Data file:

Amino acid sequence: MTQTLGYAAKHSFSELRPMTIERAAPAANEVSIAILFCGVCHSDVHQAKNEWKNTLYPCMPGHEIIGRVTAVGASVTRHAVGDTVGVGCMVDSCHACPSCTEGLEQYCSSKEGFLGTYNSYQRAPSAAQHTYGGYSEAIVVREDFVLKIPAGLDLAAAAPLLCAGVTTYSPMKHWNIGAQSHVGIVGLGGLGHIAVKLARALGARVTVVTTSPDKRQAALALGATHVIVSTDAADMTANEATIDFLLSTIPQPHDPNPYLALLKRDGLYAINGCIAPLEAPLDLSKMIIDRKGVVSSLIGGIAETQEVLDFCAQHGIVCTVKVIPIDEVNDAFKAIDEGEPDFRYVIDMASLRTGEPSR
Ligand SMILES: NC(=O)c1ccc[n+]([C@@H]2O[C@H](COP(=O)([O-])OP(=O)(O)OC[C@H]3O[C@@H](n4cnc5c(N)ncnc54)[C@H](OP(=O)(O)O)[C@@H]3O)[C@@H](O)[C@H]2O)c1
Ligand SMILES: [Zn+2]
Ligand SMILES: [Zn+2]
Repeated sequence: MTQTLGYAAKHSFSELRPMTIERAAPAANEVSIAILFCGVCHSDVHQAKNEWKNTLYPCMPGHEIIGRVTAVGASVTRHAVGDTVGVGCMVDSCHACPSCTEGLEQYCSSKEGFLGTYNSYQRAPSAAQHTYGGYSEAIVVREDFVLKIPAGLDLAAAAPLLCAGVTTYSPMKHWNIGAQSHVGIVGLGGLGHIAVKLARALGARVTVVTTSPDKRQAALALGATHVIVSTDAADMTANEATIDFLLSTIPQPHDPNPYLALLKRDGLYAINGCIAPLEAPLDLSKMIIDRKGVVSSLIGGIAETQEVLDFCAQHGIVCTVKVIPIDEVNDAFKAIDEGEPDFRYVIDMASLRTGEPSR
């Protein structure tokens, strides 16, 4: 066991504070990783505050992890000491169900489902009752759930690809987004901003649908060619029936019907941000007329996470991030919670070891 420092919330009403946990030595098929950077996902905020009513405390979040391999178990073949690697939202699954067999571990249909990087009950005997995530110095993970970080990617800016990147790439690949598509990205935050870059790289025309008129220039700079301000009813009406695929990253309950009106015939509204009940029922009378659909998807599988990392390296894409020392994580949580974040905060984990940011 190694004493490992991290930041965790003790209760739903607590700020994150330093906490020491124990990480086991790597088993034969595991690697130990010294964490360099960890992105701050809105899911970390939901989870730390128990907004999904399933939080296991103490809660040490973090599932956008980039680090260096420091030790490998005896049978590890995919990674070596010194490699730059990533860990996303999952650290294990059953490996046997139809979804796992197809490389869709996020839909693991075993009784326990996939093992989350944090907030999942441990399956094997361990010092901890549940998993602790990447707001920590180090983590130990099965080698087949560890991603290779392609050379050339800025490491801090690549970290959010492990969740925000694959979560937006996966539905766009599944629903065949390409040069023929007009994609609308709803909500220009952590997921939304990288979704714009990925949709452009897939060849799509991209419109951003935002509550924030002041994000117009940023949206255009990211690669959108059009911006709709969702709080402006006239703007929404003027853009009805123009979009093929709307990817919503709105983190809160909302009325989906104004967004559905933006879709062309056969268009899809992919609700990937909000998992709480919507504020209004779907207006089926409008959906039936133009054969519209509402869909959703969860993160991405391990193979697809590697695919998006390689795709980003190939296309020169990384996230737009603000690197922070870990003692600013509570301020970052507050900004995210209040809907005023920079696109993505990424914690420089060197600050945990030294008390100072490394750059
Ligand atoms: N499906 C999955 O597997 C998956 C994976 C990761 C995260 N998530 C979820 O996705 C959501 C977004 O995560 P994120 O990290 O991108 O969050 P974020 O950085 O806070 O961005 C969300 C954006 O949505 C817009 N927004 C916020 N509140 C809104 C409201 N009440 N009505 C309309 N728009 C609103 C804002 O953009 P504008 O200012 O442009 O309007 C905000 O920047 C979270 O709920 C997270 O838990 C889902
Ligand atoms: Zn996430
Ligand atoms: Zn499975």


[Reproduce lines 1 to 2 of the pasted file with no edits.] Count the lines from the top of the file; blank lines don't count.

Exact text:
Amino acid sequence: MTQTLGYAAKHSFSELRPMTIERAAPAANEVSIAILFCGVCHSDVHQAKNEWKNTLYPCMPGHEIIGRVTAVGASVTRHAVGDTVGVGCMVDSCHACPSCTEGLEQYCSSKEGFLGTYNSYQRAPSAAQHTYGGYSEAIVVREDFVLKIPAGLDLAAAAPLLCAGVTTYSPMKHWNIGAQSHVGIVGLGGLGHIAVKLARALGARVTVVTTSPDKRQAALALGATHVIVSTDAADMTANEATIDFLLSTIPQPHDPNPYLALLKRDGLYAINGCIAPLEAPLDLSKMIIDRKGVVSSLIGGIAETQEVLDFCAQHGIVCTVKVIPIDEVNDAFKAIDEGEPDFRYVIDMASLRTGEPSR
Ligand SMILES: NC(=O)c1ccc[n+]([C@@H]2O[C@H](COP(=O)([O-])OP(=O)(O)OC[C@H]3O[C@@H](n4cnc5c(N)ncnc54)[C@H](OP(=O)(O)O)[C@@H]3O)[C@@H](O)[C@H]2O)c1